Prague, 28 May 1999 (RFE/RL) -- The Western press comments generally with approval today on an international war crimes tribunal's indictment of Yugoslav President Slobodan Milosevic. But commentators perceive grave practical problems in what they hail as a moral action.
WASHINGTON POST: Will Milosevic's indictment serve to strengthen the cause of international justice?
The Washington Post says in an editorial that the court's formal accusation could end up as a mockery. The editorial calls the indictment "a powerful document". The Post says: "On page after page, the indictment lists the victims, ranging alphabetically from Lute Asllani, female, to Bajram Sejdiu, male, and chronologically from 4-year-old Fnu Zhuniqi to 90-year-old Nuredin Behrami. But even as the indictment was published, Serb police continued to kill, rape and deport. The existence of the tribunal, in other words, and the threat of indictment did not deter these war crimes, as advocates of international justice hoped would happen."
The editorial concludes: "But whether [this case] serves to strengthen the cause of international justice; whether it honors the victims or ends up mocking their memory -- that will depend on whether Mr. Milosevic eventually stands in court to defend himself against the charges, or whether he [continues] to roam free."
GUARDIAN: Barbarism cannot go unpunished
From London, an editorial in The Guardian holds nothing less than a new international creed -- that national leaders must be penalized for barbarities -- is at stake. The paper writes that: "Amnesty International put it [this way] yesterday, that 'no one, whether a head of state or a private soldier, is immune from criminal responsibility for crimes against humanity.' It is this doctrine which is at stake in this war -- the belief that barbarism cannot go unpunished. After our dark century, it is a creed we should all welcome."
INDEPENDENT: Milosevic should have been indicted long ago
The Independent, London, summed up a brief editorial in its headline: "Milosevic should have been indicted long ago."
SUEDDEUTSCHE ZEITUNG: The NATO dilemma was made clear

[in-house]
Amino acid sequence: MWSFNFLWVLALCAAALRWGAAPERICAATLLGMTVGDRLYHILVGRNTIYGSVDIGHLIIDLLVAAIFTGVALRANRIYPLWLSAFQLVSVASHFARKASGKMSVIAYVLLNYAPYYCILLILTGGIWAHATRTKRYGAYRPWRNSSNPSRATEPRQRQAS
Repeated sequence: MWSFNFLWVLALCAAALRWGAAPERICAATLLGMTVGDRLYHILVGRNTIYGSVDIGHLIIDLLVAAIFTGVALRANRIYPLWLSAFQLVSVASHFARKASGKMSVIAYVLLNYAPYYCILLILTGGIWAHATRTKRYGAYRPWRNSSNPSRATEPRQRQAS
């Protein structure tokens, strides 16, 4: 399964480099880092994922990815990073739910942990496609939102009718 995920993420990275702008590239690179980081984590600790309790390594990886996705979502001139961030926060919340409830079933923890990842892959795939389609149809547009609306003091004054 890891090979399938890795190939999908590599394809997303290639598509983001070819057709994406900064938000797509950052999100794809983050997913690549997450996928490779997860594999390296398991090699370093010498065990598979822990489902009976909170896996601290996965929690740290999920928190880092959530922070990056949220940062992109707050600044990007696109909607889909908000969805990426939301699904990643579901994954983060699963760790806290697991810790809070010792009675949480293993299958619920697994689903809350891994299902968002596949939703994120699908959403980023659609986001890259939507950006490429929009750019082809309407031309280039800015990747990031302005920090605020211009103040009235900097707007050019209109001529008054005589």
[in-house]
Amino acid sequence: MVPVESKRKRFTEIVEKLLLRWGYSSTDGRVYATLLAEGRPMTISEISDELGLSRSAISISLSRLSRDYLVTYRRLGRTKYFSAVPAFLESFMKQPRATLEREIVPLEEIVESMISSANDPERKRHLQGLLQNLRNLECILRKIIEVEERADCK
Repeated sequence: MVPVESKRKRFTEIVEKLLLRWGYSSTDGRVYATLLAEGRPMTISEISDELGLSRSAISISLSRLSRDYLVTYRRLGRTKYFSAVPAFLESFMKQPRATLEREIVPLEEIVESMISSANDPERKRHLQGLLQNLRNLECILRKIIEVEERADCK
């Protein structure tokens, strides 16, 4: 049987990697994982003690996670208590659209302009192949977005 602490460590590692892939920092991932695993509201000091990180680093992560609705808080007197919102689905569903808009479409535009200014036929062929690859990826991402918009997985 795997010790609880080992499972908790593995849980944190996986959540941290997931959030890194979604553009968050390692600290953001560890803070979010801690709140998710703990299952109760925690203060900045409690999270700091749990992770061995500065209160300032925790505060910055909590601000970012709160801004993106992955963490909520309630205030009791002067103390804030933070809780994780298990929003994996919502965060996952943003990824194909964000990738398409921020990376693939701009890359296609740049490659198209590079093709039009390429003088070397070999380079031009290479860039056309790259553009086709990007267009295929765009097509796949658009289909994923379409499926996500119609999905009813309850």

Commentator Stefan Ulrich, writing in the Sueddeutsche Zeitung, dissects the series of dilemmas which now confound the West in Yugoslavia.
He writes: "The alliance [intends to serve] the dictates of morality, justice and realpolitik [in the Balkans war]. And it is a war which the West already has lost. No matter how NATO acts, it violates -- at least in part -- one or more of those principles. Morality obliged NATO to take up weapons against Yugoslav President Slobodan Milosevic."
Ulrich continues: "[As a legal matter], the attacks began without United Nations approval. In international law, the strategy of destroying the infrastructure of Yugoslavia is even more controversial." The commentator says: "The NATO dilemma was made clear [yesterday] when Louise Arbour, the chief prosecutor at the United Nations War Crimes Tribunal, appeared before the press and announced a legal bombshell. Yugoslav President Slobodan Milosevic was charged with war crimes in Kosovo and an international warrant was to be issued for his arrest. [This was] a victory for justice and a victory for morality, but it is a defeat for political sense."
IL MESSAGGERO: Indictment makes the search for peace more difficult
Italy's IL Messaggero concurs. It says in an editorial: "The indictment against the Serbian Fuehrer [can] only render a search for peace more difficult."
LIBERATION: The charges brought by the International Tribunal impede any compromise
So does France's daily Liberation. It editorializes: "Such an indictment, even though only concerned with limited crimes, signifies a change in the attitude of the international community, which regarded Slobodan Milosevic as a partner in the negotiations for a settlement. Mentioned in current discussions with the Russians to find a diplomatic resolution of the crisis was a possibility of immunity for the Yugoslav head of state. The charges brought by the International Tribunal impede any such compromise."
WALL STREET JOURNAL EUROPE: So far, politicians of vision and courage have been conspicuous by their absence
Author, diplomat and Balkans specialist Christopher Bennett writes in a commentary published by the Wall Street Journal Europe that indicting Milosevic is only the first small step. Bennett says: "By indicting Yugoslav President Slobodan Milosevic and four of his inner circle, the Hague tribunal has raised the stakes in the eight-year-old Balkan conflict, but not necessarily brought it closer to a just and durable solution. That depends on the will of Western leaders to take the necessary political risks to give his indictment teeth."
Bennett concludes: "The risks of launching a full-scale invasion of [Kosovo] are enormous. But anything less simply will not lead to a long-term and durable solution. Pulling it off will take politicians of incredible vision and courage. So far, they have been conspicuous by their absence."